Aside from a fragrance-free salve, you should have scent-free soap with gentle ingredients on hand. Wear clothes that you’re okay getting a bit of blood on, depending on the placement, and make sure any clothing you’re wearing for the next few days is loose. Have a friend with you to take care of transportation afterward just in case you’re woozy — some people get a little dizzy from the adrenaline.
Touch-up policies
Always ask about these. Two of the three artists I’ve gone to offer complimentary touch-ups on their own work, and I won’t go to an artist that won’t offer free touch-ups (note for newbies: a touch-up is different than a cover-up). You shouldn’t have to pay extra for someone’s unsatisfactory work (and it’s worth adding that artists don’t want their work to look sub-par, which is why many will offer touch-ups for free).
Any regrets?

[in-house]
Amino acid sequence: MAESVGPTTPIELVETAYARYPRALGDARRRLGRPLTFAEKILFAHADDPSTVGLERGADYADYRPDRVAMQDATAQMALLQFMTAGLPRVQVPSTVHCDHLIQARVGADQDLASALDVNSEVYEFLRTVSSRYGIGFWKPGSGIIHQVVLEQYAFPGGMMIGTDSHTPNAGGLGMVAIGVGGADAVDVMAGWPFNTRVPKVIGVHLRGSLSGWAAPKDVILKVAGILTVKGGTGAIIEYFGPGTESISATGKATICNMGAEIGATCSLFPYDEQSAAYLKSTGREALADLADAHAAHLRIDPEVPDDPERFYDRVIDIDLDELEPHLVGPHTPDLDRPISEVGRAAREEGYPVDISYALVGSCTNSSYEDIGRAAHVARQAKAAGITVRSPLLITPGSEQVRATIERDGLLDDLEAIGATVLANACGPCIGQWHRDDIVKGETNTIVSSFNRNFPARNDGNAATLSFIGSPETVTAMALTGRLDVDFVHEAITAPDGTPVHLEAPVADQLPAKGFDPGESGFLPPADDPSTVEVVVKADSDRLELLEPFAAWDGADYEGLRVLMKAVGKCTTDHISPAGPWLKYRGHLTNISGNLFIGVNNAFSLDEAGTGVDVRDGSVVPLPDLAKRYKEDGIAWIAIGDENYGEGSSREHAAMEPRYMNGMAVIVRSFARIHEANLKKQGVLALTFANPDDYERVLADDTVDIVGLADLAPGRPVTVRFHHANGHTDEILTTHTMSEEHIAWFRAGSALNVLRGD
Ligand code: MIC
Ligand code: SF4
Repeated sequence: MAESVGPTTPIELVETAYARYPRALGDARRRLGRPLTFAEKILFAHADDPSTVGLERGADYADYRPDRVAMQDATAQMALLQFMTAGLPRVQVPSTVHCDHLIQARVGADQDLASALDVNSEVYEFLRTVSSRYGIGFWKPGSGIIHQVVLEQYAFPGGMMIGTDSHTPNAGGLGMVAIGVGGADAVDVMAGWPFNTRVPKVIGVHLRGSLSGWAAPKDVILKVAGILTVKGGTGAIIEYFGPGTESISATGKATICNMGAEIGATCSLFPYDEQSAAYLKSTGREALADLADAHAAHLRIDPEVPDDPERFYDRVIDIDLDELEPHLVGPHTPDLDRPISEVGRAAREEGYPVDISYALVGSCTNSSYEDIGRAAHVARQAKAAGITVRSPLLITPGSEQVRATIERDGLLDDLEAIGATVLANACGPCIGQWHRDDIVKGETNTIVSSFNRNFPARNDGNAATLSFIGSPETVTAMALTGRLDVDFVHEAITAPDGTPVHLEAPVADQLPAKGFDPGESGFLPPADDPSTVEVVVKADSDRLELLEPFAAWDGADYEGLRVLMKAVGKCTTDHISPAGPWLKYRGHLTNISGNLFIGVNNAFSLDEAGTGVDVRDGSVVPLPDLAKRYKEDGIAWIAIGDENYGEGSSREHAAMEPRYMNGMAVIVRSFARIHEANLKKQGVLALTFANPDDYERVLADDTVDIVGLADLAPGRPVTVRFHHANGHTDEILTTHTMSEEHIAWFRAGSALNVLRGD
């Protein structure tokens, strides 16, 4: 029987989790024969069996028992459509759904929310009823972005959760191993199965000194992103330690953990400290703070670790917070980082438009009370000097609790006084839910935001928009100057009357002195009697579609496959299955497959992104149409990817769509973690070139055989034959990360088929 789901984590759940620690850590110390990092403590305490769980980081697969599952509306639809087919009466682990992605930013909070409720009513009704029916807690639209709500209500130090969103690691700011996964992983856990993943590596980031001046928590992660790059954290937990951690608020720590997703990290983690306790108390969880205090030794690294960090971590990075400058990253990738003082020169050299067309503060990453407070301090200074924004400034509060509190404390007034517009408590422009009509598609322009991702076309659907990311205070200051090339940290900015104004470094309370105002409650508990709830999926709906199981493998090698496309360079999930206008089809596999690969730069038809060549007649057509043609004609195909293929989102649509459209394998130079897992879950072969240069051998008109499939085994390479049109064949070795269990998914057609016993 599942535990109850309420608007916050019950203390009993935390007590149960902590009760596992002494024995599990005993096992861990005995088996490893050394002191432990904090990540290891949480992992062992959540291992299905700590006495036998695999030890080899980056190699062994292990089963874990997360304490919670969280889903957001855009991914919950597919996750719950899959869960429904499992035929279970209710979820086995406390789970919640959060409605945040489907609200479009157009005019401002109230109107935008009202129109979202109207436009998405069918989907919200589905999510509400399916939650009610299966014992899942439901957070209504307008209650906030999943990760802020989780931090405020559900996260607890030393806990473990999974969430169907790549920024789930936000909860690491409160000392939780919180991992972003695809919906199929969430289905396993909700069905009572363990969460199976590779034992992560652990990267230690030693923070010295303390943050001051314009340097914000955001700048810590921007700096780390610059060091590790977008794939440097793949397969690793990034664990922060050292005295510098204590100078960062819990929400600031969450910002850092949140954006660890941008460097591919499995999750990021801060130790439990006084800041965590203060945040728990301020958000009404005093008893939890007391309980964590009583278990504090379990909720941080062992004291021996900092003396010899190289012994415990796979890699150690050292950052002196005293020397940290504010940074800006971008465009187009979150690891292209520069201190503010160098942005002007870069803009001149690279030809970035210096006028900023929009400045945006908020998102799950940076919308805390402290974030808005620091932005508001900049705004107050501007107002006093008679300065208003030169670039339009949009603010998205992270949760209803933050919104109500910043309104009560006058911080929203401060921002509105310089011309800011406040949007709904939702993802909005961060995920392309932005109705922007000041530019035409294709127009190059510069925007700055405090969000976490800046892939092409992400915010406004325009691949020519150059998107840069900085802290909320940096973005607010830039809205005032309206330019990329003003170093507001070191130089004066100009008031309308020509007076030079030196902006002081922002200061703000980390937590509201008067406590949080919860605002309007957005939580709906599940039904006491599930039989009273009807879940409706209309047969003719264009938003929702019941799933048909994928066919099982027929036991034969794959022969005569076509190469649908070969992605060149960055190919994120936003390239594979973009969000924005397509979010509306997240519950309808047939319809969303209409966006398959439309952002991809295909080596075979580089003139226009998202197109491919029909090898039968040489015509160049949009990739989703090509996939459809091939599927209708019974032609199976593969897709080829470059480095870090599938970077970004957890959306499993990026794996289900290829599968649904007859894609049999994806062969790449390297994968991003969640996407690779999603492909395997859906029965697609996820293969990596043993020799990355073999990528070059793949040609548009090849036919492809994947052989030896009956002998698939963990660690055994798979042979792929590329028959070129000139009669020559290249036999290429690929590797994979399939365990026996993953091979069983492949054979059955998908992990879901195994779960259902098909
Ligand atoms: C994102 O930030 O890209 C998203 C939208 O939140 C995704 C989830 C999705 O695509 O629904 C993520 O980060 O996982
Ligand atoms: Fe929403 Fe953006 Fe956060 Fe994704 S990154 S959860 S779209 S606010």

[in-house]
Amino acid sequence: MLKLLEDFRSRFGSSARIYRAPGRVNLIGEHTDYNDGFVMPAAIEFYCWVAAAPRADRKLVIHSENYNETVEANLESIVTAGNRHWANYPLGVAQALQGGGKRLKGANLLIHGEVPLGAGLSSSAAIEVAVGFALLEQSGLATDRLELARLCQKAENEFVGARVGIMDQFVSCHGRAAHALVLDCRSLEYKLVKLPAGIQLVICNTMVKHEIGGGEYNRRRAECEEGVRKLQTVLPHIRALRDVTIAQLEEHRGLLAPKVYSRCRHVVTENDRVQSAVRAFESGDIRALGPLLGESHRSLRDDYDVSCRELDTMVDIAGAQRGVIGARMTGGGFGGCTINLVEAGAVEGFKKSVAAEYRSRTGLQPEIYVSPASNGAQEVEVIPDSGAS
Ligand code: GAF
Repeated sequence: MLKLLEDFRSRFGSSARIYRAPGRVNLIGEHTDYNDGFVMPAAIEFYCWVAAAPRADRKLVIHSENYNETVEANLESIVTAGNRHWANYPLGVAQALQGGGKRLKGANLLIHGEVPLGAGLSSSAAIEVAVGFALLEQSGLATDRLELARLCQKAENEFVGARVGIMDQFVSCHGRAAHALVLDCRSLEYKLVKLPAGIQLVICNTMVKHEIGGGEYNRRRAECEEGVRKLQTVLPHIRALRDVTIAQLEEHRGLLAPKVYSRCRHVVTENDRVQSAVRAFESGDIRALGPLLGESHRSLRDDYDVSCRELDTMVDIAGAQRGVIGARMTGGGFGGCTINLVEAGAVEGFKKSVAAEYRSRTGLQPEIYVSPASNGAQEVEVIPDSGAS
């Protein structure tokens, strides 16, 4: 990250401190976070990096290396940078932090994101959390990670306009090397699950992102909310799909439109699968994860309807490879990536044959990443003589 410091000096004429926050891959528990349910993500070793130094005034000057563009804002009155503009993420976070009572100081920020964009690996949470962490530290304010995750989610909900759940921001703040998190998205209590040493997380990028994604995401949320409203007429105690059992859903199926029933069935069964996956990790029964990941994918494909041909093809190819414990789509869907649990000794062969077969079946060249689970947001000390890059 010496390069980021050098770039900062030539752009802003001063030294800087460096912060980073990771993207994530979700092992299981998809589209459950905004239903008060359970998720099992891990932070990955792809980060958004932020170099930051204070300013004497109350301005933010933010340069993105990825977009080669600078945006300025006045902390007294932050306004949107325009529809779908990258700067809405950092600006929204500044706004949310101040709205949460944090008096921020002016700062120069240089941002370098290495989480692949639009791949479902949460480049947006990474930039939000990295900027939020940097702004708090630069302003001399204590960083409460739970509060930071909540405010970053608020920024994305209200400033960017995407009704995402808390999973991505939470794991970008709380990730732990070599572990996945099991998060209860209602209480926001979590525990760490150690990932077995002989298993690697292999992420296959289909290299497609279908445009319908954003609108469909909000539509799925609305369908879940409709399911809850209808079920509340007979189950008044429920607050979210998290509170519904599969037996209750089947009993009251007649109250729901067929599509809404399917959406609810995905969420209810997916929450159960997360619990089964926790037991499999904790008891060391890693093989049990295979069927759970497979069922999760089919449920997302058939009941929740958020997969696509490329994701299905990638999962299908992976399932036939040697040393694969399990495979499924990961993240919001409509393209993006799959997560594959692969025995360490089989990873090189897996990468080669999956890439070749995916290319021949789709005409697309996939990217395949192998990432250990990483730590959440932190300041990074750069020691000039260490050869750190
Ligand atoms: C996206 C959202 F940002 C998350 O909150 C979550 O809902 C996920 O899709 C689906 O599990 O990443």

Of course, one of the biggest fears of people without tattoos is that they will someday regret their choices, rendering the tattoo a big, permanent, unsightly waste of money. I will admit what others might be afraid to: I do have some regrets with my tattoos, but nothing I lose sleep over. Every day I have second thoughts about the placement of some, the color choice on others. My first tattoo in particular no longer aligns with my aesthetic tastes and, as my body has changed, doesn’t quite look as sharp. I may cover it up, or I may not.
However, this doesn’t mean that I see it as $180 pissed down the drain, nor do I use it as a cautionary tale to the curious. For me, it serves as a reminder that the choices you make indeed leave an impression, and you live with them. You could beat yourself up over it, throw more money over it, or just accept that it happens to more people than you think. It doesn’t mean you should be careless by default — sensibility always has a place — but it does mean that your mistakes are often just skin-deep.
Bree Rody-Mantha is a business journalist and dance teacher living in Toronto. In her spare time, she enjoys sport climbing, lifting and running the vegan food blog, Urban Garlic. Follow her on Twitter here.

Image via Unsplash